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Supply-Side Economics in One Lesson

Gary M. Galles

Henry Hazlitt’s Economics in One Lesson shows how powerful, careful thinking can debunk misguided notions about economic interventionism. But its many applications do not include some of the issues that have arisen since the post-World War II era. Supply-side economics—one of the most misrepresented economics topics in memory—is one such issue.

As I explain in my course on macroeconomics, the term “supply-side” was intended to differentiate an economic way of thinking that did not depend on the Keynesian obsession with controlling aggregate demand. Supply-siders insisted that while there may be policy effects on the demand side, one cannot ignore the consequences of the changes such policies make to the incentives of suppliers and entrepreneurs. 

For example, changes in marginal tax rates affect cooperation between suppliers and buyers. So increasing tax rates on “the rich” to transfer the same amount to “the poor” would have no effect in the Keynesian aggregate framework, because it does not change net taxes or disposable income in the household sector as a whole. But supply-siders know such policies change the incentives facing both groups—resulting in negative outcomes. Higher tax rates for “the rich” and unearned income for the poor—both reduce incentives to create additional effort or to be more productive.

In essence, supply-side economists hold that “supply matters, too,” whereas the dominant Keynesian approach ignores this aspect of the economy. 

Supply-side economics also grew out of classical economists’ longer-term view of growth, because altering incentives now changes behavior, which changes economic growth potential. Whatever Keynes thought, in the long run, real economic growth is the prime determinant of well-being. But in the public discussion (or distortion) of supply-side economics, Keynesians largely bypass such issues and violate Hazlitt’s lesson, which he offers in the opening chapter of Economics in One Lesson:

The art of economics consists in looking not merely at the immediate but at the longer effects of any action or policy; it consists in tracing the consequences of that policy not merely for one group but for all groups.

Supply-side economics has built on this insight. But many economists today, following Keynes, fail to look carefully at Keynesianism’s long-term effects—not to mention immediate effects—such as the perverse consequences to all affected groups. Supply-side economics adds a corollary to Hazlitt’s definition, tracing not just the impact on all groups, but the impact over the many margins of choice that will be affected.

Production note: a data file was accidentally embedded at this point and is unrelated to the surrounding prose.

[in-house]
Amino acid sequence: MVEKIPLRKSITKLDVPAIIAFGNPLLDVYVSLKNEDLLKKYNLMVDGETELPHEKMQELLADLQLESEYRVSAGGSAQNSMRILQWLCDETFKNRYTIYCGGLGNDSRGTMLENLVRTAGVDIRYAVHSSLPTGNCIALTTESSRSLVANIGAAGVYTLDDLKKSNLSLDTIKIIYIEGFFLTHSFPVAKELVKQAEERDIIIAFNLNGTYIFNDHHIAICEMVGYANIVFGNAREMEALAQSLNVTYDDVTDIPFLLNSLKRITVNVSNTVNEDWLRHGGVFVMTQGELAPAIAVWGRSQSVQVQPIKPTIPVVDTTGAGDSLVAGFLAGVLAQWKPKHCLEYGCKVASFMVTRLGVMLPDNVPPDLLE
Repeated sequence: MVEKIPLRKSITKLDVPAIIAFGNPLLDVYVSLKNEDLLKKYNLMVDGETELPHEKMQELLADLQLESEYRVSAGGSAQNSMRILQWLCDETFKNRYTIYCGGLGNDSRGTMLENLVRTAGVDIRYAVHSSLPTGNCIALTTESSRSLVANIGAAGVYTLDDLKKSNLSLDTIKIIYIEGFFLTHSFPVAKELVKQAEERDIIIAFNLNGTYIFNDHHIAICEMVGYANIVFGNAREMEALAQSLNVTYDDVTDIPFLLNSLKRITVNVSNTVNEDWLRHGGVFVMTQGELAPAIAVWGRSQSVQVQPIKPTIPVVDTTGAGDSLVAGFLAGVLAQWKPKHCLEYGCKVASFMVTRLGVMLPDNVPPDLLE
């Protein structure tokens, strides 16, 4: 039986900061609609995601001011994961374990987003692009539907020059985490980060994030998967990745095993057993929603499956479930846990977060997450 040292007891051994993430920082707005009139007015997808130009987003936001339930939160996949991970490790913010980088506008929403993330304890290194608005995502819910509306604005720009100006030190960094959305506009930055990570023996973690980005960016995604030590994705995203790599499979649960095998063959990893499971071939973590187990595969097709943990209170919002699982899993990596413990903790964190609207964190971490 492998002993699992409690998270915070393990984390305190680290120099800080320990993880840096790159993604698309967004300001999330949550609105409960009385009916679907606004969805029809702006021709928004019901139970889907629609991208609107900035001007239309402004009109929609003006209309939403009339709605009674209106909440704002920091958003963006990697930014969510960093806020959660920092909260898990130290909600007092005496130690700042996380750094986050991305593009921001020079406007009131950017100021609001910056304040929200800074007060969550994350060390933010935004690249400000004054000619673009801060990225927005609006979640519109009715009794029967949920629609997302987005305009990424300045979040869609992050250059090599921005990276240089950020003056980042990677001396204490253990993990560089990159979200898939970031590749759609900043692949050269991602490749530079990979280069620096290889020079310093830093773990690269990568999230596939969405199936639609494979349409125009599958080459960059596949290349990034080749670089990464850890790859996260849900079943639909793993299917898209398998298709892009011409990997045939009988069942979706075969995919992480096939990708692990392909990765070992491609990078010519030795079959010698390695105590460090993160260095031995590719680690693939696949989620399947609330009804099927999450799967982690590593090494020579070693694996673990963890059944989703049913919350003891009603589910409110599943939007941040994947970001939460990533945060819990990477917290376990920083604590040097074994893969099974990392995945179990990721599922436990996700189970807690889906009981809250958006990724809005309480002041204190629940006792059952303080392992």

In Hazlitt’s opening chapter, he also points to an important reason why such basic principles are so often violated in politics:

Bad economists [who ignore his lesson] rationalize this intellectual debility and laziness by assuring the audience that it need not even attempt to follow the reasoning or judge it on its merits, because it is only “classicism” or “laissez-faire” or “capitalist apologetics” or whatever other term of abuse may happen to strike them as effective.

It’s the same story with supply-side economics, because the commonly used pejoratives—“trickle-down economics,” “tax giveaways for the rich,” and “voodoo economics” (and its “deja voodoo economics” variant)—reveal ways in which its opponents failed, often intentionally, to heed Hazlitt’s lesson. 

And yet they have mastered the lesson that bad economics is often good politics. (One need only read The New York Times’s favorite economist to see why.)

Take the term “trickle-down economics,” which no supply-side economist ever used. The false assumption is that taxing high-income earners less only benefits those earners, except of course when the rich spend some of that income to buy goods and services from the rest of us. It also assumes a zero-sum trade-off out of total measured income: more for “the rich” has to be taken from everyone else. That narrative gets support from snapshot income-distribution figures in which a higher share of income to “the rich” is used to suggest they benefitted themselves at others’ expense. 

When people, however rich or poor, get richer through voluntary arrangements, they do not hurt anyone except the envious. Everyone is better off. They benefit each other—as is the nature of market arrangements. And changes in the measured “percentage distribution” of income do not accurately represent the consequences to any given group. 

If I create a massively successful software program, my measured real income will be greater, but all the buyers will also be better off because they face better options than before (using my cool software, which might even make everyone more productive long term). This holds true even if, at any point in time after buying the program, their share of total income is lower. 

So redistribution fans’ campaigns to punish the rich by exploiting envy moves the debate away from the central question—are others helped or hurt? Worsening the productive incentives of high-income people induces them to do less for others, making people worse off than they might otherwise have been. On the other hand, if a rich person gets richer by rigging the political process—say by getting stimulus funds to build a boondoggle—that is certainly objectionable. But it is not a market failure at all. In fact, it’s Keynesian economics par excellence. And the solution is to get the government out of the theft-and-transfer business. (Using perceived unfairness as an excuse to tax high-income earners more heavily just glosses over the bad fiscal policies that make all the cronyism possible.)